To most Americans, Palestine and Palestinians are abstractions, victims of a brutal occupation — or terrorists. In Murder Under the Bridge: A Palestine Mystery, longtime Palestine solidarity activist and first-time novelist Kate Raphael uses the familiar form of a murder mystery to bring readers into intimate contact with daily life in the West Bank. We get a feel for its rhythms, visit homes, listen to private conversations, smell the food cooking. Israeli occupation comes in the form of daily obstructions and insults as people go about their lives, as well as the continual possibility that any encounter with an Israeli soldier can escalate into disaster.
As with any good mystery, the search for the murderer is the vehicle, but what’s really interesting is the country you’re traveling through and the people you encounter. In Murder Under the Bridge we are privileged to meet Rania, a young Palestinian cop very serious about her job and also about being a good mother to her four-year-old son. Her search for the murderer of a young woman she finds dead in a field brings her gradually into collaboration with Chloe, an American solidarity activist who’s living with a family in a nearby village.
The two women’s lives are very different – a young Palestinian working mother and a middle-aged lesbian from the US. But they share a determination to discover the real murderer, especially after a young Palestinian man is arrested for the crime and tortured into confessing. Rania and Chloe also share an appealing but dangerous tendency to respond to injustice with impetuous action and/or wiseass comments. When an Israeli authority who’s a semi-ally tells Rania he tried to prevent settler violence and has Palestinian friends, she says, “You want a prize for that?” There are times when each of the women recklessly jump in to intervene when an Israeli soldier is harassing a Palestinian.
The quest for the real murderer, entangled with the actions of Israeli authorities working on the case, provides the reader with windows into many aspects of Palestinian life and the occupation. We see the warmth as well as the irritations of Palestinian village and extended-family life, as rumors spread instantly and Rania feels pressured by her mother-in-law, who lives upstairs and prods her to have another baby. We see Rania’s reaction when she first enters a nearby Israeli settlement and contrasts the American-style luxury and abundant (profligate) use of water to the life in her own village. We enter Israeli prisons. In one we observe the unfortunately common practice of targeting a young Palestinian man and subjecting him to days of torture until he confesses to a crime. In another we see the treatment of an international solidarity activist the Israelis want to deport – an experience the author can describe first-hand.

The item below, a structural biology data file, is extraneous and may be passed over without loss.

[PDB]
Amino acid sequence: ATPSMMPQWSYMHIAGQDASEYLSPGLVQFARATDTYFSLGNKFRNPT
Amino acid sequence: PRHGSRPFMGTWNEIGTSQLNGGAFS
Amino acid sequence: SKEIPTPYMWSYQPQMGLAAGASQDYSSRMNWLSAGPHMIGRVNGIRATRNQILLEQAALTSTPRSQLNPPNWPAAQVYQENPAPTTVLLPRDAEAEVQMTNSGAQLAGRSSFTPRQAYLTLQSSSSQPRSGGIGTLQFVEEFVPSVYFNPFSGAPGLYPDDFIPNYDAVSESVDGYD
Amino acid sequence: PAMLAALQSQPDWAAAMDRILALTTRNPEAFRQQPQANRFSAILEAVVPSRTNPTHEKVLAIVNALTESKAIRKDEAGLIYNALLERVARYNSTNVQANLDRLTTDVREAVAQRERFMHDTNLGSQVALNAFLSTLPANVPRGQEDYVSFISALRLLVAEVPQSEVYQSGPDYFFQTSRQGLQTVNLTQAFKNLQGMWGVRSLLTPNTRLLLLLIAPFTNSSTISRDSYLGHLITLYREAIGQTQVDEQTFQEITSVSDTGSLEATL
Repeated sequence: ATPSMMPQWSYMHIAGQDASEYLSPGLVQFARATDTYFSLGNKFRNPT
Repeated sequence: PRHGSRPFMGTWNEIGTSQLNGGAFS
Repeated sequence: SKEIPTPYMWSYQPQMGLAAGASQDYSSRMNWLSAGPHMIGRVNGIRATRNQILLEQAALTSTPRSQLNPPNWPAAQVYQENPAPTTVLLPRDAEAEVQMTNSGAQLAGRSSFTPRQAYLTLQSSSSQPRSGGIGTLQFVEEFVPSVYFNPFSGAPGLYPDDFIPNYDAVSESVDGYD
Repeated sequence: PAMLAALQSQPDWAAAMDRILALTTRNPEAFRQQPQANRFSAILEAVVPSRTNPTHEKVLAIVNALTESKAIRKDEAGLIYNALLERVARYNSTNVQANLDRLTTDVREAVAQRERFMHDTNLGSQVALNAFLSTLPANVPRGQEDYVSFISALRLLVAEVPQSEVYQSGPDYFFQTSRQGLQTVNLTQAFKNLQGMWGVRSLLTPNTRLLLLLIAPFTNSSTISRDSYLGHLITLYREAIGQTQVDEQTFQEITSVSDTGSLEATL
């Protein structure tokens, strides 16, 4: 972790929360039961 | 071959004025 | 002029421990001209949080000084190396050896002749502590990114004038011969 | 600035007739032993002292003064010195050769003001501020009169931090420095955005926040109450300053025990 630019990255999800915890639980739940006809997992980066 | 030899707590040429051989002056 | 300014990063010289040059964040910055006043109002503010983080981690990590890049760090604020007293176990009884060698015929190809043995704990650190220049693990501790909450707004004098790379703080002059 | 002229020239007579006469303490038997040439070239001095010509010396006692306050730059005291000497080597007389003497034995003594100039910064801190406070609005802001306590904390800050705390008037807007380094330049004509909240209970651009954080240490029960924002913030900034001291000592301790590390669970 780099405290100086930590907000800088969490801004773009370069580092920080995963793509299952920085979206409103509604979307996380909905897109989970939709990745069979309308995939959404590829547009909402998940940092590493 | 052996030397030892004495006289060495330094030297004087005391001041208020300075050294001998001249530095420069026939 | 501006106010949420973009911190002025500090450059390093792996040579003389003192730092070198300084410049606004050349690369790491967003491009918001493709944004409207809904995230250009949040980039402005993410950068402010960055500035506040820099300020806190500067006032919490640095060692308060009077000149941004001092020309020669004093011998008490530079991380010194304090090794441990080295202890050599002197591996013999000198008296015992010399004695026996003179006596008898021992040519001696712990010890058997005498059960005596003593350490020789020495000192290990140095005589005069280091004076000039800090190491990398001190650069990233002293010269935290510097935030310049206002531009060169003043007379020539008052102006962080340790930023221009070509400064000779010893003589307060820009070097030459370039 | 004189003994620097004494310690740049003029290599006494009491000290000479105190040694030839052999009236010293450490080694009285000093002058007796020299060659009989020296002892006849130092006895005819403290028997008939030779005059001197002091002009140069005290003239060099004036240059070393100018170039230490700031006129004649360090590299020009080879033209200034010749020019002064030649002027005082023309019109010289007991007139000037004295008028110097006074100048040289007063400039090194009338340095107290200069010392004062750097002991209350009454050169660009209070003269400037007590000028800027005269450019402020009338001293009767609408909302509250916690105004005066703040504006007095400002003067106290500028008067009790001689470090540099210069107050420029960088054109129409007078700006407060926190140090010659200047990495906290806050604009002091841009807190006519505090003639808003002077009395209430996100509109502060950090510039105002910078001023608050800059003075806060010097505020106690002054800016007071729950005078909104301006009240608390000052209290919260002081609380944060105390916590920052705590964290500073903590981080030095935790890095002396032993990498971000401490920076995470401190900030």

These themes are well-known to people familiar with the situation in the West Bank, but will be new to most readers. In addition, Murder Under the Bridge illustrates the complexity and subordination of the Palestinian Authority’s relationship with its Israeli rulers. Rania has to negotiate her way through sometimes conflicting layers of bureaucracy in order to keep working on the case after Israeli police have decided to take it over. And as Rania and Chloe get closer to the truth, they uncover an underworld of sex trafficking in foreign women, hidden within Israeli society.
When I first read this book, in draft form, I immediately loved Rania. Her constant self-examination about her role in a mostly-male occupation, her conflicts between work and family responsibilities, her rebellious nature – all very engaging. In one scene she gets home late from work hoping her husband has made dinner. She goes into the kitchen and finds a tomato, a cucumber, and a chopping board on the counter, showing that “he thought about making dinner but that’s as far as he got.”
Chloe I found irritating – she’s always so self-consciously second-guessing herself about whether and how she should enter situations where she’s an outsider. Will she be perceived as meddling or will her intervention be helpful because as an American she can get away with things a Palestinian could not? Is her presence superfluous or helpful? What the hell is she doing here anyway?
On my second reading I realized that the description of Chloe’s inner struggles illuminates a very real issue. They are struggles any solidarity activist faces in any community not their own – unless they are so arrogant they don’t notice. These issues are further complicated when Chloe falls in love with a Palestinian women who grew up in Australia. In some ways Tina is more authentically part of the society, although Chloe has been living and working there much longer. The development of their romantic relationship adds another dimension to Chloe as a person and to the complexity of the political situation.
The author readily acknowledges that her motive for writing the book was to explain the occupation in a way that’s accessible to Americans who might not read a political tract or attend a meeting. She has succeeded in creating a valuable resource for helping Americans understand the reality of the occupation. It’s a beautiful novel that works, with no jarring didactic overtones. It’s a well-constructed mystery, starting slowly and picking up the pace as Rania and Chloe get closer to figuring out what’s going on. The narrative provides clues and false leads that all end up contributing to the solution, ending in a dramatic climax. And it’s an absorbing account of two very real and complicated women as they work their way into both the discovery of the killer and a friendship with each other.